What is Espresso?
Espresso is a method of making concentrated coffee. An espresso machine forces hot water through finely ground coffee using pressure (around nine bars). The espresso coffee drink that’s produced is called an espresso shot and the process of making the drink is called “pulling a shot.” Coffee made in a French press, Moka pot, and Aeropress is NOT espresso since it isn’t made using nine bars of pressure. The French press uses the immersion method, not pressure. The Moka pot uses the percolation method and the Aeropress use the pressure method but not enough pressure to call the drink espresso. A single espresso shot can be ordered at Starbucks but most coffee shops make the drink with two shots.
Making great espresso is difficult. It requires at least delicious coffee beans, excellent brewing recipe, good and clean espresso machine and grinder. Also you need to know the best practices on how to actually pull an espresso. Here are my tips about the practices and my routine how I make espresso.
I have been studying espresso for years. First as a barista and coffee lover then later even more profoundly as a barista trainer and a roaster. I feel that after tens of thousands espresso shots made and consumed I have great insight for the topic. With this blog post I want to share some of the things I have discovered. So here are best tips from me, enjoy! If you prefer watching a video on how to make espresso, see this!
- Clean your portafilter
Before dosing the coffee to your portafilter, make sure that the portafilter is clean and tidy. Both moisture and leftover grounds might (and most likely will) make your future espresso taste over-extracted = astringent and bitter.
Use a cloth to clean your portafilter
- Dose correctly
This should be pretty easy. With on-demand grinders you just need to push a button with your portafilter or hand and the grinder will dose your pre-set dose. If you want to be a really professional and geeky barista, check your dose on a scale before distributing and tamping. This way you can be quite sure that your extraction will be correct because your dose won’t be too much or little.
- Distribute your grounds in the portafilter
Most likely your grinder will dose the grounds to the portafilter’s basket to a mountain or a pyramid shape. This means that you have uneven distribution of the grounds so some parts of the basket will have more coffee and some parts less if you don’t distribute them before tamping. Bad distribution of the grounds might lead to channelling.
You can also use distribution tools if you want to get geeky. Distribution tools are really great way to enhance the consistency of your espressos and their extractions.
- Tamp evenly and consistently
I had my first barista training in 2012 when I was taught that I should tamp with 20 kilos of pressure. After “a few” tamps and several years, I still don’t know how much is 20 kilos of pressure. So let’s kill that popular myth.
So let’s tamp in a more modern way. The aim of tamping is to remove any air pockets in the coffee puck and do this so that the puck is completely leveled. Tamp so long and “hard” that you feel that the puck is compressed (in other words it doesn’t go down anymore). Pay attention that the puck is horizontally leveled so that you avoid channelling and over, under or uneven extraction.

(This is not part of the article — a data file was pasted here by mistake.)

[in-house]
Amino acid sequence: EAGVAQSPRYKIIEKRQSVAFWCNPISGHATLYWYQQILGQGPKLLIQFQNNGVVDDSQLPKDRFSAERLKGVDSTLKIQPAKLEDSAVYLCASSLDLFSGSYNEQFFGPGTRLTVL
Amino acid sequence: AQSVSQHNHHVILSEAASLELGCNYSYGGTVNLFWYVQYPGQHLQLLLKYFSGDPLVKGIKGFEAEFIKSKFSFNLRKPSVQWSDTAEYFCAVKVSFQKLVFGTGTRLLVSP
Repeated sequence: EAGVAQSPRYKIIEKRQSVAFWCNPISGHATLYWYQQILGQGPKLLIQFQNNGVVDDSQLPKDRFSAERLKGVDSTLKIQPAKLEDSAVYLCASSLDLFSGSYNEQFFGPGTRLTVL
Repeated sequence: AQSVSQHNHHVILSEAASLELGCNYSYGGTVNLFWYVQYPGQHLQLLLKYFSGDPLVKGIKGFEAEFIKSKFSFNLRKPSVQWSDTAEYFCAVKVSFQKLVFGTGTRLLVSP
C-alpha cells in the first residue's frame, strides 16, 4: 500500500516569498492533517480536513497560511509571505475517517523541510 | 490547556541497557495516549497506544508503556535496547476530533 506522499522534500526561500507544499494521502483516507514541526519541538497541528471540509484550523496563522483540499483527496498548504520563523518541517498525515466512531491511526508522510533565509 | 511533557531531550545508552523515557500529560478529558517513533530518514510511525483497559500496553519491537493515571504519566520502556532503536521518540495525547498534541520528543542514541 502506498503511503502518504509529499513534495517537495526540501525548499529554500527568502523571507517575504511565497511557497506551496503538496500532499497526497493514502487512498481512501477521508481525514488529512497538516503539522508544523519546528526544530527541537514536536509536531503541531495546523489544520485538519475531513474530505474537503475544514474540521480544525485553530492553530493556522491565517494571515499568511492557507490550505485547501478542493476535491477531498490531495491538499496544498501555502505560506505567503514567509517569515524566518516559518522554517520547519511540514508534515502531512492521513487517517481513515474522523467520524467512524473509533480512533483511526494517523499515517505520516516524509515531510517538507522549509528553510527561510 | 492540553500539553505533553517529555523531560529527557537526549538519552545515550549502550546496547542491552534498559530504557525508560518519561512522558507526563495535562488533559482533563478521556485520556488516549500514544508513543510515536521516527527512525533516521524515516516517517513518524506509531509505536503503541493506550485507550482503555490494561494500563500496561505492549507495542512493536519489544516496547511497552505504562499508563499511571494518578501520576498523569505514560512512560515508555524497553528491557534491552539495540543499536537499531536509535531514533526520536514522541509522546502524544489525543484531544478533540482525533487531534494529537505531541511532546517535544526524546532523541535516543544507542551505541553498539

tamping when brewing espresso
- Rinse your group head
Before inserting the portafilter to the group head, you might want to rinse the group head to remove any old coffee from it. Easy way to keep your espresso machine clean. Rinsing will also make sure that your group head is properly heated and this way you might be able to extract more your coffee.
6. Insert the portafilter and start brewing immediately
After rinsing, insert the portafilter to the group head and start brewing IMMEDIATELY! If you don’t start brewing immediately, the heat from the group head might “burn” the surface of your coffee which leads to bitter notes in the cup.
Fun fact: in World Barista Championships you will lose a point if you don’t start the brewing immediately
- Be aware of the yield & brew time
Now you are brewing your espresso. If you are using a volumetric machine, be aware of you brew time. In the case of too short extraction time (under-extraction) or too long extraction time (over-extraction) you might want to make a new espresso and/or check your grind size and dose. If you are using a manual espresso machine, be aware of your yield e.g. if your espresso is running a bit too fast, you are just diluting (making it milder) your espresso and possibly also over-extracting at the same time.
- Serve with a smile
If you followed these steps and you’re using a good brewing recipe, most likely you will have a tasty espresso in the cup. It is important to remember that we baristas are in the hospitality business so be sure to serve your customers well. Tell them a little about the coffee you’re using and what kind of flavours should they be expecting from the espresso. And most important of all; SMILE. With a tasty espresso served with smile you can make someone’s day.
- Discard the puck, clean the basket and rinse the group head.
After serving keep the places neat and tidy. Clean the basket from any old coffee and moisture, rinse the group head and insert the portafilter back to the group head. It is much easier, faster and nicer to make the next espresso when places are in order.
- To become a great barista one has to have a combination of mechanical skill set and service attitude. You must know how to handle your equipment and coffee as a compound but also to be a great service person for your customers.
With time and experience – and let’s not forget the fancy barista tools – your steps may change. They will become more advanced, evolving with you as a barista. There is always more to learn in this industry (which is what makes it so fun!) However, if you begin with this process, you’re off to a very good start.